National authorities in countries like Chile are very open to European startups setting a footprint in their territories, but want to ensure foreign companies hire a minimum share of employees locally before agreeing to support them with public funds, says Gabriel de la Rosa, partner at Add Ventures, a VC fund that invests in Latin American entrepreneurs and European funders seeking to jump continents.
They might also be wary of European founders expanding to other Latin American countries later on, out of fear of losing tax income and seeing talent previously based in Chile crossing the border, he adds. Imposing restrictions on the nationality of the employees that a startup can hire is likely to hinder its growth, de la Rosa argues, because the most productive teams tend to be the most diverse.
Chile opens the door…
Despite local concerns over its capacity to retain foreign startups within its borders, investors say Chile has made it easiest for foreign founders.
But in order to overcome the bureaucratic and cultural differences between continents, it’s helpful to engage with local partners, such as the state-funded Start-Up Chile accelerator or Endeavor, which offers support from its offices in Argentina, Brazil, Chile, Colombia, Ecuador, Mexico, Peru and Uruguay, says de la Rosa.
“Travel the path of least resistance and go to the easiest place first,” he adds. “Chile right now is the easiest country for European startups seeking to expand to Latin America and it’s very well connected with the rest of the region.”
Payflow’s first attempt to enter the region was through Chile, Menardo says, but instead of scaling its business there it decided to sell it at a good price and focus on Colombia and Peru instead.
Maria Hahn, a Polish entrepreneur who founded the Basel-based healthcare startup Nutrix, also felt the Chilean appeal. After establishing the company in Switzerland and Poland, she entered Chile in 2020 with support from Start-up Chile, which offered them non-diluted funding.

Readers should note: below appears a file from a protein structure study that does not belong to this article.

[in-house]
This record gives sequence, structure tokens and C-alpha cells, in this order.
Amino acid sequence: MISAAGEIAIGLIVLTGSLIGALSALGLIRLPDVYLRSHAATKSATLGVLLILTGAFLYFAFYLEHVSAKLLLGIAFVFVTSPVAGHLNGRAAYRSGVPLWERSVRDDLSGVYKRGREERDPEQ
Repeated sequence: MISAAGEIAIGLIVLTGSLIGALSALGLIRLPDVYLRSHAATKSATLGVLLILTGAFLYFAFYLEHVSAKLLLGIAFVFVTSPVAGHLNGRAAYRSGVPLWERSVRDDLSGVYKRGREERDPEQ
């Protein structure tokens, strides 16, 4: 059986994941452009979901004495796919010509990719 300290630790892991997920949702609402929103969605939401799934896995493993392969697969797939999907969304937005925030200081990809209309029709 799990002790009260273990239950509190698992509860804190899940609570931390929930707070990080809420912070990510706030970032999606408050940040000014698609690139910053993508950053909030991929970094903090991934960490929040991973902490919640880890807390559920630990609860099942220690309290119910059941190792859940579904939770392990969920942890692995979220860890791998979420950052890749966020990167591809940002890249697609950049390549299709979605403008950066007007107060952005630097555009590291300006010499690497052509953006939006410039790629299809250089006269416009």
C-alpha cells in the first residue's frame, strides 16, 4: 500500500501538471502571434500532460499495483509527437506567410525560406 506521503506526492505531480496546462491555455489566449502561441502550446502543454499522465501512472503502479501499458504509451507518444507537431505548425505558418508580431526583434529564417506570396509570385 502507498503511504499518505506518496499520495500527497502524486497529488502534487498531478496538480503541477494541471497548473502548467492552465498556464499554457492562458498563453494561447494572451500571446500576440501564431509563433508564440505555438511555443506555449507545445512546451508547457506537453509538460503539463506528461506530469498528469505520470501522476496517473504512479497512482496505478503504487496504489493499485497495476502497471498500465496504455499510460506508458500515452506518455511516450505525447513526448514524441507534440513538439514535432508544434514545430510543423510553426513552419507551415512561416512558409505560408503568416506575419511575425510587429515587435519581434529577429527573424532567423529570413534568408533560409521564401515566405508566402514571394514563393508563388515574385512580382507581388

Innosuisse, Switzerland’s innovation agency, helped Nutrix get in touch with lawyers and tax experts on the ground, through programmes aimed at helping Swiss startups enter specific Latin American markets, she says.
… but Mexico is the real target
Obtaining regulatory approval to operate in Chile and more recently Mexico, the next country Hahn is targeting, took a lot less time than in the EU, she says, and this has helped Nutrix — a SaaS platform that uses medtech devices and AI to monitor patients with chronic diseases — improve its product and obtain revenue much sooner than competitors in Europe.
“We realised that Latin America has a huge overweight and obesity problem that affects 202m people, with about 13% of the population suffering from diabetes,” she says. “We are a three-year-old startup with revenue, whereas our competitors normally start getting revenue in their seventh year. We went for this strategy of reaching the market as soon as possible.”
Cobee’s founders spent two years mulling how to attack the Mexican market, attracted by its huge dimension and the stability of its currency, says Aranguren. They visited the country on numerous occasions prior to making the decision to expand, to gather as much information as possible from meetings with other founders, potential providers and customers.
Cobee’s entry into Mexico was achieved by purchasing a small local company, which allowed them to obtain a license to operate in the country and some initial customers. They also hired law firms on the ground to navigate the national regulations on fintech, following a “turbulent” few years, Aranguren says.
“In the case of Spanish founders, sometimes we think we are very similar because we share the same language, but culturally we are very different,” he adds. “It takes time to understand their ways.”